Sports fans can make a case for February being the worst month of the year. Professional basketball and hockey are in the doldrums of the midseason. College football is long gone and the only thing remaining from the professional football season is the post-Super Bowl hangover and the following cold shower that is the Pro Bowl. The only thing this season has going for it is college basketball, right?
Wrong. Every four years, the worst month in sports becomes the best. Not because of the outrageously obsessive coverage of Olympic figure skating judges. No, February is the best because it's the beginning of primary season. And in primary season, everyone might as well be a sports fan.
It is time for the presidential election, where candidates will battle for a few months before the final showdown in November, when the champion of the Democratic Party faces the winner of the Republican Party. Reigning national champ George W. Bush will get a bye through his party's bracket, so all eyes are on the Democratic Party to see who can stop Bush's bid for a second title in five years.
The Democrats' fans have built a strong dislike for Bush because they believe his recent battle with former Iraqi President Saddam Hussein was not a league-sanctioned match. Some, such as liberal mascot Michael Moore, went so far as to say it was grounds for contracting him.
Six candidates remain for the Democrats. The lowest-seeded competitor left is Dennis Kucinich. He has a solid background: a four-term congressman and former mayor of Cleveland. But that easy schedule is coming to haunt him now as he's been blown out in every round so far.
Just above Kucinich is the Rev. Al Sharpton, a man who has gotten a lot of attention while in the game but has never actually won anything, much like Anna Kournikova.
Remember Howard Dean? The man was the preseason consensus No. 1, but he might be the latest victim of the Newsweek curse, as he was on the cover of the magazine a few months ago. He's fallen in the polls lately, and his streakiness, which was especially apparent in his remarks to reporters after the round in Iowa, might just cost him a title.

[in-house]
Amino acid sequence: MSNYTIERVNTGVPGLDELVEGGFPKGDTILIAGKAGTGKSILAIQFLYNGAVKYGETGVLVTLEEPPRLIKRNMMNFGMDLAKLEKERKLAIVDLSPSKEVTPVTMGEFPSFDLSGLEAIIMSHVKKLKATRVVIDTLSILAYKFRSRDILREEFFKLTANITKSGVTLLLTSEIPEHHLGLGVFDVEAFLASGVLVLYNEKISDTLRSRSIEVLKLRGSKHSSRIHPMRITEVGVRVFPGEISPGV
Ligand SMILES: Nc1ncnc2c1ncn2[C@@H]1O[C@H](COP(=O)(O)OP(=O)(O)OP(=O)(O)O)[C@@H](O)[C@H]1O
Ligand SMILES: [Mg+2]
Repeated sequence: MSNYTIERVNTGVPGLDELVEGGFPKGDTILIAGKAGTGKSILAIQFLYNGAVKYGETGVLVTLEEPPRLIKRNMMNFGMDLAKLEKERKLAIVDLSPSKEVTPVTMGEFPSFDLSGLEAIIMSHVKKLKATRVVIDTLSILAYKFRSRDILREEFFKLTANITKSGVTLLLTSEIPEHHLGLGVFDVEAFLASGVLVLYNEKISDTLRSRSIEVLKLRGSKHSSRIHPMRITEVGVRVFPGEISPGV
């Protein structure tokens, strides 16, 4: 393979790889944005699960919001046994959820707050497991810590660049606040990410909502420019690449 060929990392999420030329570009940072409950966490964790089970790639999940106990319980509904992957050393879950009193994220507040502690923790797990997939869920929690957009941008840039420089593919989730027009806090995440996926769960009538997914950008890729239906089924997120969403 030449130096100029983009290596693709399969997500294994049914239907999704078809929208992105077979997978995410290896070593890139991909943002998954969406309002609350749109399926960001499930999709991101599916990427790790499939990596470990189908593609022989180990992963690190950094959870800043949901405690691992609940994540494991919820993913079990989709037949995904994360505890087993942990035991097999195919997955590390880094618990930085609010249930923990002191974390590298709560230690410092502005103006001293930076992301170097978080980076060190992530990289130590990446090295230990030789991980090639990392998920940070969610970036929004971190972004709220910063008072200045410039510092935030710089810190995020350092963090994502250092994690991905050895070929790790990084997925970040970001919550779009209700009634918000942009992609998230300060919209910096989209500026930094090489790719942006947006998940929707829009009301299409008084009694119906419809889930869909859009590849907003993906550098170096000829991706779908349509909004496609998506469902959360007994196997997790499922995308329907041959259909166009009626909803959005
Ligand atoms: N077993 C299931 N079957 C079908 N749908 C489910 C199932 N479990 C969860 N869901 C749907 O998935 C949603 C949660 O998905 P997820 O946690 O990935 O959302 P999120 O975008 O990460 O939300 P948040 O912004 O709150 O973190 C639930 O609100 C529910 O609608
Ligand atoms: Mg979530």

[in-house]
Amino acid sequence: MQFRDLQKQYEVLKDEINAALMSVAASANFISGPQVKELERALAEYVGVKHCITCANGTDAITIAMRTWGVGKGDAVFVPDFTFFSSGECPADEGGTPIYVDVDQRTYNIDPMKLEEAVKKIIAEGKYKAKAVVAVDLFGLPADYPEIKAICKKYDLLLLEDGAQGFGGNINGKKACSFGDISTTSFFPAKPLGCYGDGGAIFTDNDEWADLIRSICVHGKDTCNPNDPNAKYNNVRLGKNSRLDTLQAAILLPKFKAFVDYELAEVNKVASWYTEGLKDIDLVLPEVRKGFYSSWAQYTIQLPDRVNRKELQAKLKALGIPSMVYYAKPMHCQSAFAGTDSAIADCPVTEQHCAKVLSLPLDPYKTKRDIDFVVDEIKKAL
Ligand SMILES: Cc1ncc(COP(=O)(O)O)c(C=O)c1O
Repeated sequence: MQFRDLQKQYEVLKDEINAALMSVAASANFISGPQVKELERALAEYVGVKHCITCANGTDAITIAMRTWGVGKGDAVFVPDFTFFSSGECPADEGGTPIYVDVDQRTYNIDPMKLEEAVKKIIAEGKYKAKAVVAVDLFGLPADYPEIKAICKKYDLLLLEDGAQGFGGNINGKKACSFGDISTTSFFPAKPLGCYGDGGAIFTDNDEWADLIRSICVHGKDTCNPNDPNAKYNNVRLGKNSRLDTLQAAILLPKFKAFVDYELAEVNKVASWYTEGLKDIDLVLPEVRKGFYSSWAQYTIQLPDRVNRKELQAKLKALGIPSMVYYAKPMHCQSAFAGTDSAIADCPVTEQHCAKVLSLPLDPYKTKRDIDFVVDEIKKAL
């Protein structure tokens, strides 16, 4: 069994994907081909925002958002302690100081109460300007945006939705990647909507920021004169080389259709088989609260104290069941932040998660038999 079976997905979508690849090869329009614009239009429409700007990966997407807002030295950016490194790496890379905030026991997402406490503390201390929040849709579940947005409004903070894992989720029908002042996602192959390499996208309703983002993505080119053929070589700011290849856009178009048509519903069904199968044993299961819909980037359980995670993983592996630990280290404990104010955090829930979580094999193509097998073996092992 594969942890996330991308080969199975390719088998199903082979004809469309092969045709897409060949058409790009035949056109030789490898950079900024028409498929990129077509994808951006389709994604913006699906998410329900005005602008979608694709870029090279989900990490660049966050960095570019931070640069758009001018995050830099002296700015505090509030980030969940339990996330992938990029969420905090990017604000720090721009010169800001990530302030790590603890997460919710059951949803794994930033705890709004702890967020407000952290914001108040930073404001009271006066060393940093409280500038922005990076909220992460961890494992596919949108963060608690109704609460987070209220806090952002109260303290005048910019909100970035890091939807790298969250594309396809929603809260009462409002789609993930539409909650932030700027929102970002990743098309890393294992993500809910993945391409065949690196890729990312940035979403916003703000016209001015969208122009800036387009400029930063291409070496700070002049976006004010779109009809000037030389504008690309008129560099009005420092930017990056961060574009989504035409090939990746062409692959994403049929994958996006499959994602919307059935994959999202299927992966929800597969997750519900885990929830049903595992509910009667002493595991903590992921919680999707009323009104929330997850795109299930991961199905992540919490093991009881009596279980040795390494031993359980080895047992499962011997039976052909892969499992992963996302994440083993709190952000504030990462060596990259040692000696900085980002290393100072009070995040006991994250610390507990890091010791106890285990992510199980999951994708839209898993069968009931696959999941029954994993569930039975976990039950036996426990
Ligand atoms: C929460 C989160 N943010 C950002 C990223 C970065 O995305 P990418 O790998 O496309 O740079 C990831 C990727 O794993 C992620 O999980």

Next is Wesley Clark. He's a hard-working candidate who seemed to have all the weapons necessary to top Bush, but so far, he's been the biggest disappointment of the season.
Ahead of Clark is John Edwards, who has shown that young candidates can make some noise in the race. The North Carolina senator started as an unknown, but strong showings in the early rounds have made him this year's Cinderella, with plenty of boosts from the media.
At the top is John Kerry, a senator from Massachusetts. He started the season with a mediocre showing in the polls, but his experience has pushed him to the top. Some may have doubted his energy with his age and haggard face, but if the Detroit Red Wings and 41-year-old Igor Larionov won the Stanley Cup in 2002, why can't Kerry win for the Democratic Party?
Kerry may be in the lead, but the season has had its memorable moments, such as last Tuesday's battle in Oklahoma. The score was tight from the very beginning, with Clark and Edwards exchanging leads. The media coverage was lacking though. Midway through, CNN cut away to show a post game press conference by Joe Lieberman, who, although the match wasn't over yet, had to concede because of the slaughter rule. Fortunately, the ticker at the bottom of the screen provided updates on the showdown in the heartland, which Clark won in overtime.
Fans are just hoping officials will let the candidates play out for themselves, especially the way things happened in 2000. The Democratic champion Al Gore used instant replay to review the action in Florida, but unfortunately for him, most of the officials that year were fans of the Republican Party. In a ruling as infamous as the pass interference call against Miami in the 2003 Fiesta Bowl, they let the decision in Florida stand. With all the controversy surrounding the officiating that year, fans of the Democratic Party have been wondering: Is it too late for a make-up call?